December 11 2013 Latest news:
Saturday, October 12, 2013
East Anglian motorists and instructors yesterday broadly welcomed proposals that could see teenagers waiting until they are 18 before they can take their driving test.
Nicholas Dasey said: “Driving a car today is different from driving the same car along the same road at the beginning of this week. Many people pass their tests without having driven in rain, wind etc. At the end of this month the clocks go back meaning journeys that may have been made in daylight will now be made in the dark. How many drivers who have passed their tests since April have experienced these conditions?”
Helen Rolfe said: “As we have no public transport in most rural areas of Norfolk and Suffolk, how are young people supposed to get a job or get to further education?”
David Poll said: “I agree with increasing the age, but the curfew is a bit extreme. When I passed, I had a job which I didn’t finish until gone 11pm. What happens in those circumstances? ”
Samantha Moore said: “Sadly we all like to think at 17 or 18 we were responsible but often at that age our heads are elsewhere even with the best intentions. If it works elsewhere
I do not see why it
would not work in this country.”
A government-commissioned report recommended that the driving test age should be raised from 17 to 18 to help improve safety and reduce the number of casualties and serious crashes on Britain’s roads.
The proposals by transport research group TRL suggested young people can start learning to drive at the age of 17, but would have to wait until they were 18 and have at least 100 hours of daytime and 20 hours of nighttime supervised practice before they can take their test.
Having passed the test, they would then get a probationary 12month licence and would have to display a green “P” plate.
Restrictions placed on them would include a night-time driving curfew running from 10pm to 5am, unless accompanied by a passenger over the age of 30, and a ban on carrying passengers under 30 years old for all novice drivers aged under 30.
The report said a ban on any mobile phone use and a lower alcohol limit should be considered for young drivers.
TRL said this graduated driver licensing system could result in annual savings of 4,471 casualties and a saving in cost terms of £224m.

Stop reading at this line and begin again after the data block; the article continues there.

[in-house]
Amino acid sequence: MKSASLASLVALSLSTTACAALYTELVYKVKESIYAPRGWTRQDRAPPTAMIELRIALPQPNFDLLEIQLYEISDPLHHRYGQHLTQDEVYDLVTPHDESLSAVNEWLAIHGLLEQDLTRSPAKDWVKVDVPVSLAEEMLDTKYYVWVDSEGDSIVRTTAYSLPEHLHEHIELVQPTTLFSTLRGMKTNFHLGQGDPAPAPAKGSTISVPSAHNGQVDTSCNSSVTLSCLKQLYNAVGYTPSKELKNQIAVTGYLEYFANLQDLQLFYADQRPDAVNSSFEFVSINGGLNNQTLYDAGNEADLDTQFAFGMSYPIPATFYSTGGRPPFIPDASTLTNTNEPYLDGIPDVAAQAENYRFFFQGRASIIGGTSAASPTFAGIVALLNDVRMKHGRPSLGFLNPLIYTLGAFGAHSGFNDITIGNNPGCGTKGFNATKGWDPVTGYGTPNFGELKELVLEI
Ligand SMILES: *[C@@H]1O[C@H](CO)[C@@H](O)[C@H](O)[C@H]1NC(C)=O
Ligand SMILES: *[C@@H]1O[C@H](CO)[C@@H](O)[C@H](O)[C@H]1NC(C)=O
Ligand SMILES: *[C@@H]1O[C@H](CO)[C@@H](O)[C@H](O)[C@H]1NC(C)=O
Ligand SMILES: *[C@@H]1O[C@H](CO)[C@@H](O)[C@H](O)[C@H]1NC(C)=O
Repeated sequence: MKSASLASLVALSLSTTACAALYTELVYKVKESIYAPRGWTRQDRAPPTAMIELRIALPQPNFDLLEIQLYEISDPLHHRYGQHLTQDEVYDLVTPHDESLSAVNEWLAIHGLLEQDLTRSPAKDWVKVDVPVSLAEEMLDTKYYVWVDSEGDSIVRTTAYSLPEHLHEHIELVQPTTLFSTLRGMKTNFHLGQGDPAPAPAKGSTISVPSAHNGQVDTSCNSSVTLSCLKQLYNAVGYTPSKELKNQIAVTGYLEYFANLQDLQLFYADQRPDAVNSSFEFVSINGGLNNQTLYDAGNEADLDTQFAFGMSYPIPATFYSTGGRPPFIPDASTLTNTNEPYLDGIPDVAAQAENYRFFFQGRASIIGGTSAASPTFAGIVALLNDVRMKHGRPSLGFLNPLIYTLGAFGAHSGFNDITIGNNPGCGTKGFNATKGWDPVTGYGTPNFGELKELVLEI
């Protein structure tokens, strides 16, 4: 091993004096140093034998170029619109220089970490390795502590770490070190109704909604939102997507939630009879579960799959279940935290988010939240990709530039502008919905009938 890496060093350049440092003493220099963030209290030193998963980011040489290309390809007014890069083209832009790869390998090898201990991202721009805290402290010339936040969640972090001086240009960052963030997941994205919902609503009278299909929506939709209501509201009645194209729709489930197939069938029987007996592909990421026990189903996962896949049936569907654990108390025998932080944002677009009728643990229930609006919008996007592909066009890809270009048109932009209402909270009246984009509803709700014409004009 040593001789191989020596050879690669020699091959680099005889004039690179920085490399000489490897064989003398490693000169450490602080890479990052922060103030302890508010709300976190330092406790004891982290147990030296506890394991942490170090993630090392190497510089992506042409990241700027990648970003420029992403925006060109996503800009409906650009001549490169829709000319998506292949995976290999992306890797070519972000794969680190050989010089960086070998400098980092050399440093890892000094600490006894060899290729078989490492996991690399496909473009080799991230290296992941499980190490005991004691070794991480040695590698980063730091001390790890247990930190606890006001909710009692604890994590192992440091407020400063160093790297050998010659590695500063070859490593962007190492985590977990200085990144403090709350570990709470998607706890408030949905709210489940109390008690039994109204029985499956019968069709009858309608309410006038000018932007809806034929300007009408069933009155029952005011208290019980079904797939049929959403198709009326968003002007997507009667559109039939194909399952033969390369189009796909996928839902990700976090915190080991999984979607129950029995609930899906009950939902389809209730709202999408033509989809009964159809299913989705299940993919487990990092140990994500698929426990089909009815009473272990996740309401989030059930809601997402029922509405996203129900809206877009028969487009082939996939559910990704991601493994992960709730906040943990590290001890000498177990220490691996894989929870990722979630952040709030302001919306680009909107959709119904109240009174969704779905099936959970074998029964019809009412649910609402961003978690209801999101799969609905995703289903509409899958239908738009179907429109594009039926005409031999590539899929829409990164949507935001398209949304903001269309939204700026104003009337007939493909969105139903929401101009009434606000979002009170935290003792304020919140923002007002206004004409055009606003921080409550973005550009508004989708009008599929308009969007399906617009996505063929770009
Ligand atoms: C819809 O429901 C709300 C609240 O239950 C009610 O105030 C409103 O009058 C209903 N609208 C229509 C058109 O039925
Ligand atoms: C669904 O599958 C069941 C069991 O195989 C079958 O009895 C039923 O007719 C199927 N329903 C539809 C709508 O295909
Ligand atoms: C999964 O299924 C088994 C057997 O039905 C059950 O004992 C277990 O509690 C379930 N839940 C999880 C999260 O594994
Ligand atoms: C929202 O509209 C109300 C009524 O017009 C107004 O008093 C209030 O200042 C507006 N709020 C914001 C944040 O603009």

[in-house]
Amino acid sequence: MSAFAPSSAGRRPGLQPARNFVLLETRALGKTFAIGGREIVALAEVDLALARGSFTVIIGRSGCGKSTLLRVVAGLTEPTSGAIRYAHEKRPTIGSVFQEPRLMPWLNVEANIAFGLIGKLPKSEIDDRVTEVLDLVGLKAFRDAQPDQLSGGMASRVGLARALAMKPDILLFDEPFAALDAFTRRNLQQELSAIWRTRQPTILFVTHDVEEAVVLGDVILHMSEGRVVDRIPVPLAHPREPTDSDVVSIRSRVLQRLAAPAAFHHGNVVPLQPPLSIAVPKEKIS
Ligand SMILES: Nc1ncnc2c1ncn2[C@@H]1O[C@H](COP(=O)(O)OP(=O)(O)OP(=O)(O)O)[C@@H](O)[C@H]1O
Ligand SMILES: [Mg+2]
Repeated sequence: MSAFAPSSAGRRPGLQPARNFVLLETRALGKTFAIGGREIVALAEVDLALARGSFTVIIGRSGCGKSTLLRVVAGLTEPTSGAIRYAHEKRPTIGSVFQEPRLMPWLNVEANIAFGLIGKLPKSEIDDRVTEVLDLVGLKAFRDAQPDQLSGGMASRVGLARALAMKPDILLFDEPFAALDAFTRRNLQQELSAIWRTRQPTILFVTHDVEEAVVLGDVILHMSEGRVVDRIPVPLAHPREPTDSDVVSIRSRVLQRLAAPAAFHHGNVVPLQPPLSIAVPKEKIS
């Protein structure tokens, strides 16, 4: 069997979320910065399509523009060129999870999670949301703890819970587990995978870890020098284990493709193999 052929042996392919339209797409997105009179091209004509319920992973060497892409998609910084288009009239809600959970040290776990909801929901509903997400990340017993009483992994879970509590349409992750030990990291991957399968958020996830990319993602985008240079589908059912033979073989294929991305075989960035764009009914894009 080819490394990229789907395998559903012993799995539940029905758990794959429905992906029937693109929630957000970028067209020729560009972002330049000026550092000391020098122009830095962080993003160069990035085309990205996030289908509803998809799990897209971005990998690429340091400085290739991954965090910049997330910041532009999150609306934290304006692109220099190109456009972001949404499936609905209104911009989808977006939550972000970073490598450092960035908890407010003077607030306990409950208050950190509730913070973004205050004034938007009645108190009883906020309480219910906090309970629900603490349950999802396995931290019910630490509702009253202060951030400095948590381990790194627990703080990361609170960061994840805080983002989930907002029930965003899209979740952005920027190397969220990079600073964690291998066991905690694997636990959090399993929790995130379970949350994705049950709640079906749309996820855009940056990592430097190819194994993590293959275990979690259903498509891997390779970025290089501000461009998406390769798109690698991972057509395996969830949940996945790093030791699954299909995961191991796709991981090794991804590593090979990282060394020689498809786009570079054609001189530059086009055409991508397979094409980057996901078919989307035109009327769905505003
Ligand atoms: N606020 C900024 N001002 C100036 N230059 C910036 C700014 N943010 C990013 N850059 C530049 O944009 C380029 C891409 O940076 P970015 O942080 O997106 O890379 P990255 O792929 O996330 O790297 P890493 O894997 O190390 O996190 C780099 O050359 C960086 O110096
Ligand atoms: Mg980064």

More than 60pc of EDP readers agreed with an online poll yesterday asking if teenagers should wait until they are 18 to take their driving test.
Alan Brazewell, of Chilled Driving Tuition, which is based in Norfolk, north Suffolk and Peterborough, welcomed the proposals, but questioned the restrictions of the probationary licence.
“I think a lot of the proposals are very good. There is a big proportion of 17 to 24-year-olds having a high rate of accidents than other age groups. This has been trialled in other countries and it has been successful in those countries. If it makes the roads a safer place, they are measures that should be taken. The only one I think is a bit odd is having a 30-year-old in the car with a new driver after 10pm.
“They will be much better drivers after 120 hours of driving experience,” he said.
More than one fifth of deaths on Britain’s roads in 2011 involved drivers aged 17 to 24, and around 10pc of novice drivers are caught committing an offence within their probationary period.
The report is being considered by the government which is due to publish a Green Paper later this year.
However, John Mason, of Melton Constable, who retired as a driving instructor two years ago, said he had his reservations.
“I do not see what difference a year is going to make. What they are talking about is changing the thinking of a young person and raising the test age up to 18 is not going to do much. Statistics show that they do not calm down until they are in their 20s,” he said.
A Department for Transport spokesman said: “We are committed to improving safety for young drivers and reducing their insurance costs.”